How to Prepare my Child for a Psychological Assessment
The idea of taking your child to a psychological assessment can be scary or nerve racking. Your child will be undergoing something that is not a part of their normal routine. Naturally parents will be unsure how their child will react. Your child will be undergoing psychological tests used to analyze the mental process of their educational performance.
To prepare your child for one of these psychological evaluations, try out these tips!
Maintain their regular schedule.
Try not to stray from their regular schedule before the testing day. Make sure they eat a good meal prior to going to the test, this way they feel well-rested.
Feel free to bring small toys to ensure your child feels comfortable. Try to avoid toys that may cause them to become distracted. Also you can bring snacks or a drink for your child to help them maintain energy throughout their test.
Avoid the word “test.”
When speaking with your child do your best to avoid the word test. This may cause stress that could impact their performance during the psychological evaluation. Test is a word they hear in school. If tests are something they struggle with in school, hearing it before the evaluation may remind them of that. They may wonder how they can study for it which could also affect their performance.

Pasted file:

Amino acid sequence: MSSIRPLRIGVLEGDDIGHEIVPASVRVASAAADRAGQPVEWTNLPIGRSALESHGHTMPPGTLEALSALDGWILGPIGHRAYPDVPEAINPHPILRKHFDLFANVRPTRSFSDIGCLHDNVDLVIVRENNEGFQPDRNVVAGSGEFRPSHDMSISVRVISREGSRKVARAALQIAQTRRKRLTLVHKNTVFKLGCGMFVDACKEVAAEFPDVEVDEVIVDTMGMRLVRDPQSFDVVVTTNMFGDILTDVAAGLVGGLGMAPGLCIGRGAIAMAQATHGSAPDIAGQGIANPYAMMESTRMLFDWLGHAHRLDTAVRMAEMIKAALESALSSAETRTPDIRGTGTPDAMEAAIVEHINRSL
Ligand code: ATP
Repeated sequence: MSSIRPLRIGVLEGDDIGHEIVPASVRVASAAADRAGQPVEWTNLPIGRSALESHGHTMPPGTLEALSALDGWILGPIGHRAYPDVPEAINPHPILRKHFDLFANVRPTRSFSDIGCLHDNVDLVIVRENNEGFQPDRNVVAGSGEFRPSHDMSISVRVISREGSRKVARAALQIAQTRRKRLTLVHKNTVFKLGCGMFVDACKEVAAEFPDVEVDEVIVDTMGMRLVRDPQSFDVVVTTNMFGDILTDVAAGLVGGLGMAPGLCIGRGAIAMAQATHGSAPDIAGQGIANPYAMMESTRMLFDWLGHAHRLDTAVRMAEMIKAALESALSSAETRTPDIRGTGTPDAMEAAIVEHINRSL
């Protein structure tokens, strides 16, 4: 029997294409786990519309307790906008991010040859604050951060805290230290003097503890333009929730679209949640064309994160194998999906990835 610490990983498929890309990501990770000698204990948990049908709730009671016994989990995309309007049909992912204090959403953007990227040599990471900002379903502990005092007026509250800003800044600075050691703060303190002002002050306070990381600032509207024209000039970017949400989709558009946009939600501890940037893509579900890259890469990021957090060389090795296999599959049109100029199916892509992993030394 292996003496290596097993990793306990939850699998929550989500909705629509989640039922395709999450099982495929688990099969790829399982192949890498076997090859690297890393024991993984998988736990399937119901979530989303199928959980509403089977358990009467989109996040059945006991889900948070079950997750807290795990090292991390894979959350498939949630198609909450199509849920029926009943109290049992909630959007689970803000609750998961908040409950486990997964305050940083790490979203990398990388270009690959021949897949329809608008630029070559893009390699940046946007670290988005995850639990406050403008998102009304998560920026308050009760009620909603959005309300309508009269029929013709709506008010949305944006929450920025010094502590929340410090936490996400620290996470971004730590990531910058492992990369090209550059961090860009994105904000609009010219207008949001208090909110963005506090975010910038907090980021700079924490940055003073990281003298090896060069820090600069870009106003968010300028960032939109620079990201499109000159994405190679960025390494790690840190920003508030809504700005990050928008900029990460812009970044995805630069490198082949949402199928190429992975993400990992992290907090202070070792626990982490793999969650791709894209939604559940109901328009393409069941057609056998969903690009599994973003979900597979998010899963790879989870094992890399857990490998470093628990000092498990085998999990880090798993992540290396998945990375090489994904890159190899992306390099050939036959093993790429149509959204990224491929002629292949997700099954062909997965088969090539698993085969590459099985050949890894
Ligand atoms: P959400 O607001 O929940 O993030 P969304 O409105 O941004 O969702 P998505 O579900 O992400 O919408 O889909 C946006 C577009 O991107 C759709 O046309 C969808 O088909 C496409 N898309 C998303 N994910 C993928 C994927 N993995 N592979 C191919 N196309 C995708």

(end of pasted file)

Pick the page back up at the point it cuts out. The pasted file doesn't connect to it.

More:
Avoid preparing for the evaluation.
First and foremost this will interfere with the accuracy of the test. This could lead to higher results, then leading to a higher estimation of their abilities. If this happens it could get in the way of the psychologists ability to understand what your child needs. Also could result in a higher class placement that may be too difficult for your child at this point in time.
Explain what’s going on.
Try giving your child a little information on what’s going on. Give the name of the psychologist your child will be seeing to make them feel more comfortable. For younger children let them know there will be toys and games that they will get to play with. As for children who are school-aged use school to explain what they will be doing. Tell them they will be doing activities that could involve listening, talking, looking at pictures, building things, and drawing. The children will then have insight on what’s going on without the stress of the evaluation being a test.